New program to help first-gen students prepare for and navigate college


Step by step, about 35 rising tenth-graders walked across the Golden Gate bridge on Aug. 4. For some, it was the first time they'd walked beneath the iconic red beams connecting San Francisco to the North Bay.

The walk was intended to help students reflect on the journey they will take over the next seven years as they strive to complete high school and then college, said program manager Esmeralda Ortiz.

The students are the first to be enrolled in "Future Grads," a pilot program run through the Boys & Girls Clubs of the Peninsula intended to help less-advantaged students not just get into, but finish college.

According to program manager Esmeralda Ortiz, the program is modeled after a program in Pomona, CA, that leads 91 percent of its high school participants to graduate from college. Those students have similar demographics and backgrounds to those who have enrolled in her pilot program on the Peninsula, Ms. Ortiz said, and many are first-generation students of color.

The program is intended to help local teens beat statistics indicating that students who are the first in their families to go to college drop out at higher rates than their counterparts.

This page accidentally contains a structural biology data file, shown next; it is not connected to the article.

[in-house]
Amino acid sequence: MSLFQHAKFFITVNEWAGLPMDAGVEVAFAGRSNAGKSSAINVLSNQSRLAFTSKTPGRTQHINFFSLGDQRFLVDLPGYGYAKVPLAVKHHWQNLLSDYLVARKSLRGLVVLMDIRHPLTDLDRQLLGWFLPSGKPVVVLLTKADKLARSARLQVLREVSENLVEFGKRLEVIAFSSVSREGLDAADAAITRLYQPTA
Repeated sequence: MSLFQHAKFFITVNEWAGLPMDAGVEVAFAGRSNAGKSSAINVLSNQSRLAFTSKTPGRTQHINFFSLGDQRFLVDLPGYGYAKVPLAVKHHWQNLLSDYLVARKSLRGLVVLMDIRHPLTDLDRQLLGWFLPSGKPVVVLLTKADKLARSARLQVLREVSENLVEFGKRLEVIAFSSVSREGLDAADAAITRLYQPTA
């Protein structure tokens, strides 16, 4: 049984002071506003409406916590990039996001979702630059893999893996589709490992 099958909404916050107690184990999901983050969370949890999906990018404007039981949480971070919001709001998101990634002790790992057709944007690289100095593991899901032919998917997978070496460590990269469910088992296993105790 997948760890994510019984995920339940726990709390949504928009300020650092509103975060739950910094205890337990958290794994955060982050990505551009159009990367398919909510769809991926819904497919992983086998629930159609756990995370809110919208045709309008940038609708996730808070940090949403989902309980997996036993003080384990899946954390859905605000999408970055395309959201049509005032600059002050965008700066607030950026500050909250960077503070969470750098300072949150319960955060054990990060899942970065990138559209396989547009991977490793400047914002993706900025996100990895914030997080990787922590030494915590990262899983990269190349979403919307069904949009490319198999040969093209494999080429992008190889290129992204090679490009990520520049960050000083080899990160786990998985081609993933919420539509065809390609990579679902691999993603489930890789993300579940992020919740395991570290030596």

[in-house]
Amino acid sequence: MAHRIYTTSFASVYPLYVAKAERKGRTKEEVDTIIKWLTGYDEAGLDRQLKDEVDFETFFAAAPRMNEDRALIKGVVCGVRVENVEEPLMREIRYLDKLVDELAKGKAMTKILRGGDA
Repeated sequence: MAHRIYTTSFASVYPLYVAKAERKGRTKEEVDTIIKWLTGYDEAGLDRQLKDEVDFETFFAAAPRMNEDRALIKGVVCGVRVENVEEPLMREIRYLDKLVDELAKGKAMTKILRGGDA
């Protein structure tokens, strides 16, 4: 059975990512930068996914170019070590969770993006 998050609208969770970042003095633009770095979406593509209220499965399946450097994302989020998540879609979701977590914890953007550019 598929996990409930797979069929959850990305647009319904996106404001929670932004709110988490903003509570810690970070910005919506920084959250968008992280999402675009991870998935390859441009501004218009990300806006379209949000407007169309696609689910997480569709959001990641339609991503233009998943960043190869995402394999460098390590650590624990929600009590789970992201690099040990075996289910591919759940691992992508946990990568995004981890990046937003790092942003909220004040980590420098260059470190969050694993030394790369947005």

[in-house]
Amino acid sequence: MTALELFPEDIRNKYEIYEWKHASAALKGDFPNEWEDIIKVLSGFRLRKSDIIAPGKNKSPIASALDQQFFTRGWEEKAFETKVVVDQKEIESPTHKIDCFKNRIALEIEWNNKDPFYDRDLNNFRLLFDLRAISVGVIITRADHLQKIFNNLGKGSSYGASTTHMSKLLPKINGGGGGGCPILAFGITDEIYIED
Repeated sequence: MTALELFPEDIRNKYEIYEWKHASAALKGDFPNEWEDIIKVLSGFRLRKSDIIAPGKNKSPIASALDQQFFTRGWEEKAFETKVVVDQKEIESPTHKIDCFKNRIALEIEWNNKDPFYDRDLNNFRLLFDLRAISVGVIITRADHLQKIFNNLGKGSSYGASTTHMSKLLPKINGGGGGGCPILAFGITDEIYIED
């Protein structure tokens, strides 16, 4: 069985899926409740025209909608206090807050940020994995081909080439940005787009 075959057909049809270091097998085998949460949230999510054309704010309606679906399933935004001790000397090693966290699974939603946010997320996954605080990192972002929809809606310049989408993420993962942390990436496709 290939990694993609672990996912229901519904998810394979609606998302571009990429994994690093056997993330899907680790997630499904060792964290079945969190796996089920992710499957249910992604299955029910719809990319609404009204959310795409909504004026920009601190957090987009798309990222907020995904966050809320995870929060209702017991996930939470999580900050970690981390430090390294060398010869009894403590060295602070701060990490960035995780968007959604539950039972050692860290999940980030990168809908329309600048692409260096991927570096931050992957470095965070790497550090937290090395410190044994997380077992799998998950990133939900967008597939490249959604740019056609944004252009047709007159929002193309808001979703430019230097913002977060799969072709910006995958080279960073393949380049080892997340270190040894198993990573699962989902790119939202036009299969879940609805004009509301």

Over the week-long program at Menlo School, students learned what they should do to prepare to get into college, such as select college preparatory courses and establish strong networks with teachers or coaches.

The "Future Grads" staff also talked to students' parents about what to expect as their kids prepare for higher education. "A lot of the anxiety we see in families of students we serve is (about) how to pay for college," Ms. Ortiz said. "We really want families to walk away feeling empowered to support their students as they continue to excel in high school."

As these students continue through high school and into college, Ms. Ortiz and her colleagues will help them navigate some of the complexities of college, such as registering for classes, figuring out college housing and getting financial aid. A new cohort of tenth-grade students will be added each year, she said.

Beginning in the fall, students who participated in the weeklong academy and others who express interest will be invited to attend monthly leadership workshops and on-campus lunch meetings.

See the Boys and Girls Clubs of the Peninsula website for more information or to apply.


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